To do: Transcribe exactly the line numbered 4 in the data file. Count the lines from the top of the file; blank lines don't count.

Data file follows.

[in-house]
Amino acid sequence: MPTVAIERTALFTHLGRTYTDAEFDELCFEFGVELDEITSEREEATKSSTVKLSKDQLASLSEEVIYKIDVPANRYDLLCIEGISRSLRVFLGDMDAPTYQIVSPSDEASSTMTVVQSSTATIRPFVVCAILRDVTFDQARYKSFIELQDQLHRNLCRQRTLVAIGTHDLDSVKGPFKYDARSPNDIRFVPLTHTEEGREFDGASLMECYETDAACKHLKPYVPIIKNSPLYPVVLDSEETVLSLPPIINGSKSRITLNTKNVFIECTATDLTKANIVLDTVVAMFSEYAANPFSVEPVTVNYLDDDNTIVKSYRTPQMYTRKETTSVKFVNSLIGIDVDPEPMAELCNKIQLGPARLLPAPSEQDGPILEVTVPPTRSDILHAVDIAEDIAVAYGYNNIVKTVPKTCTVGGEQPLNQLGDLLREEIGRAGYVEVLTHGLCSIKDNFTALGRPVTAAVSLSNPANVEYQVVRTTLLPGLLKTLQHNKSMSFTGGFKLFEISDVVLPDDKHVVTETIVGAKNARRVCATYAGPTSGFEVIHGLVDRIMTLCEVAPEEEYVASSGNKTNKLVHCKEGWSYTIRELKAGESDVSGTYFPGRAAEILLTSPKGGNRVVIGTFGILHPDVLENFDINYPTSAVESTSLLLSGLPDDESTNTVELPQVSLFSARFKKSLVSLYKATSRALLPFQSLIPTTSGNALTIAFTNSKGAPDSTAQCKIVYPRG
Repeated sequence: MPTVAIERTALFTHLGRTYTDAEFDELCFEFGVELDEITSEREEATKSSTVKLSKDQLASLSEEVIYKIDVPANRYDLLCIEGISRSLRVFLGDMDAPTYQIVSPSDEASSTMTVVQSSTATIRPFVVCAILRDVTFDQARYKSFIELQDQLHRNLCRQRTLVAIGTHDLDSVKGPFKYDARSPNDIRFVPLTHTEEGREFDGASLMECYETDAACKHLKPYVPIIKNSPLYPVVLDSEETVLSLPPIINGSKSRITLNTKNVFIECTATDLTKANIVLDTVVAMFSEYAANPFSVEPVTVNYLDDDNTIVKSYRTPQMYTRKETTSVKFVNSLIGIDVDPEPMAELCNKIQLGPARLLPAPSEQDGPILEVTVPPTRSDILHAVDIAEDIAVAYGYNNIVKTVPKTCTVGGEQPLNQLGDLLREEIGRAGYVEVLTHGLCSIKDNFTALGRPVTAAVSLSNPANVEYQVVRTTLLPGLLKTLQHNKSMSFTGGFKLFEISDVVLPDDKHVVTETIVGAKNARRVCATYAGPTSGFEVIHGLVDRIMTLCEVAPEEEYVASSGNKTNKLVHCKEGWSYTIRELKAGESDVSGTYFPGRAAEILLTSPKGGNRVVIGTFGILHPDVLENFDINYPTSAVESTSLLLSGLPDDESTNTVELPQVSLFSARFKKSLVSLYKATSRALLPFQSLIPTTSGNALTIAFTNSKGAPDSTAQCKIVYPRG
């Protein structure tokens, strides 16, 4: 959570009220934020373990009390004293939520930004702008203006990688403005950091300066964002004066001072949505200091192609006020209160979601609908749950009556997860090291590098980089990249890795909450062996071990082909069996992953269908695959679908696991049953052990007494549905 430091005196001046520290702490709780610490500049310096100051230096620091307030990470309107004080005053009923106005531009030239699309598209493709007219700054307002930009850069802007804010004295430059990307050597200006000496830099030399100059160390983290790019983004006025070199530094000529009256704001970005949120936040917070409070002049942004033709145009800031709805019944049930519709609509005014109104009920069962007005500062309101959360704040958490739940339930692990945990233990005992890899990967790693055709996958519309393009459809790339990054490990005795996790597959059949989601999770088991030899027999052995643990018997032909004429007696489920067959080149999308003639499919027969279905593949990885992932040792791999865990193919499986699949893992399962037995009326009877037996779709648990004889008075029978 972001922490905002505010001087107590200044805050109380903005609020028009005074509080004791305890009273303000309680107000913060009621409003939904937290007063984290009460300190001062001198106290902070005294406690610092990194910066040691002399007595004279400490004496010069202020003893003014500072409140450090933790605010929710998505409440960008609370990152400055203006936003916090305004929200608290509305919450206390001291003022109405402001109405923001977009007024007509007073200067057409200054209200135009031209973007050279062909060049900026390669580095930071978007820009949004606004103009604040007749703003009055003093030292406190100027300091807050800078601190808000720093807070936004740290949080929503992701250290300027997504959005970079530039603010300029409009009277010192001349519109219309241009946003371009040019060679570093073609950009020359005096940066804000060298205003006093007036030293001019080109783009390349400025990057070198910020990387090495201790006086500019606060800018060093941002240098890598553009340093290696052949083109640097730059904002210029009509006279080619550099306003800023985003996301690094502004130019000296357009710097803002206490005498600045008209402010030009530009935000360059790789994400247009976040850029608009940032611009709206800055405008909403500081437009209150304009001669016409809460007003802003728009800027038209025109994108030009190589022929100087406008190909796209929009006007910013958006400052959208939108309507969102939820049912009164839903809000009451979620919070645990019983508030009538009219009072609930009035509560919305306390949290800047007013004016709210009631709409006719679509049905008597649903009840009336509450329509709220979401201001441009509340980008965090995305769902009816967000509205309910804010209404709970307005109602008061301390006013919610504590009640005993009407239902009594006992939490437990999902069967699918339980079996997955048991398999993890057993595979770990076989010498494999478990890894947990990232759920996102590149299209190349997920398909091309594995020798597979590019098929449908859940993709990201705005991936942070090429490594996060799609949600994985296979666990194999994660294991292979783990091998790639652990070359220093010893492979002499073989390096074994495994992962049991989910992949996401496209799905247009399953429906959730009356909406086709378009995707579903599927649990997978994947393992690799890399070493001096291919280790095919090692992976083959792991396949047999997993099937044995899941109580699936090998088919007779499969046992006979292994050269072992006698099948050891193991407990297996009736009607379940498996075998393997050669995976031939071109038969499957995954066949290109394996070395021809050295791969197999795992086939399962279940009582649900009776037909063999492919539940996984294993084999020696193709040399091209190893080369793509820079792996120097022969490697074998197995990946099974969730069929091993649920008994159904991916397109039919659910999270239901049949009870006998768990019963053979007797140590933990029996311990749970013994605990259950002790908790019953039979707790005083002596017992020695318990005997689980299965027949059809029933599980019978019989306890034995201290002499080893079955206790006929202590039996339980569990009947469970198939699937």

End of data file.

């Protein structure tokens, strides 16, 4: 959570009220934020373990009390004293939520930004702008203006990688403005950091300066964002004066001072949505200091192609006020209160979601609908749950009556997860090291590098980089990249890795909450062996071990082909069996992953269908695959679908696991049953052990007494549905 430091005196001046520290702490709780610490500049310096100051230096620091307030990470309107004080005053009923106005531009030239699309598209493709007219700054307002930009850069802007804010004295430059990307050597200006000496830099030399100059160390983290790019983004006025070199530094000529009256704001970005949120936040917070409070002049942004033709145009800031709805019944049930519709609509005014109104009920069962007005500062309101959360704040958490739940339930692990945990233990005992890899990967790693055709996958519309393009459809790339990054490990005795996790597959059949989601999770088991030899027999052995643990018997032909004429007696489920067959080149999308003639499919027969279905593949990885992932040792791999865990193919499986699949893992399962037995009326009877037996779709648990004889008075029978 972001922490905002505010001087107590200044805050109380903005609020028009005074509080004791305890009273303000309680107000913060009621409003939904937290007063984290009460300190001062001198106290902070005294406690610092990194910066040691002399007595004279400490004496010069202020003893003014500072409140450090933790605010929710998505409440960008609370990152400055203006936003916090305004929200608290509305919450206390001291003022109405402001109405923001977009007024007509007073200067057409200054209200135009031209973007050279062909060049900026390669580095930071978007820009949004606004103009604040007749703003009055003093030292406190100027300091807050800078601190808000720093807070936004740290949080929503992701250290300027997504959005970079530039603010300029409009009277010192001349519109219309241009946003371009040019060679570093073609950009020359005096940066804000060298205003006093007036030293001019080109783009390349400025990057070198910020990387090495201790006086500019606060800018060093941002240098890598553009340093290696052949083109640097730059904002210029009509006279080619550099306003800023985003996301690094502004130019000296357009710097803002206490005498600045008209402010030009530009935000360059790789994400247009976040850029608009940032611009709206800055405008909403500081437009209150304009001669016409809460007003802003728009800027038209025109994108030009190589022929100087406008190909796209929009006007910013958006400052959208939108309507969102939820049912009164839903809000009451979620919070645990019983508030009538009219009072609930009035509560919305306390949290800047007013004016709210009631709409006719679509049905008597649903009840009336509450329509709220979401201001441009509340980008965090995305769902009816967000509205309910804010209404709970307005109602008061301390006013919610504590009640005993009407239902009594006992939490437990999902069967699918339980079996997955048991398999993890057993595979770990076989010498494999478990890894947990990232759920996102590149299209190349997920398909091309594995020798597979590019098929449908859940993709990201705005991936942070090429490594996060799609949600994985296979666990194999994660294991292979783990091998790639652990070359220093010893492979002499073989390096074994495994992962049991989910992949996401496209799905247009399953429906959730009356909406086709378009995707579903599927649990997978994947393992690799890399070493001096291919280790095919090692992976083959792991396949047999997993099937044995899941109580699936090998088919007779499969046992006979292994050269072992006698099948050891193991407990297996009736009607379940498996075998393997050669995976031939071109038969499957995954066949290109394996070395021809050295791969197999795992086939399962279940009582649900009776037909063999492919539940996984294993084999020696193709040399091209190893080369793509820079792996120097022969490697074998197995990946099974969730069929091993649920008994159904991916397109039919659910999270239901049949009870006998768990019963053979007797140590933990029996311990749970013994605990259950002790908790019953039979707790005083002596017992020695318990005997689980299965027949059809029933599980019978019989306890034995201290002499080893079955206790006929202590039996339980569990009947469970198939699937």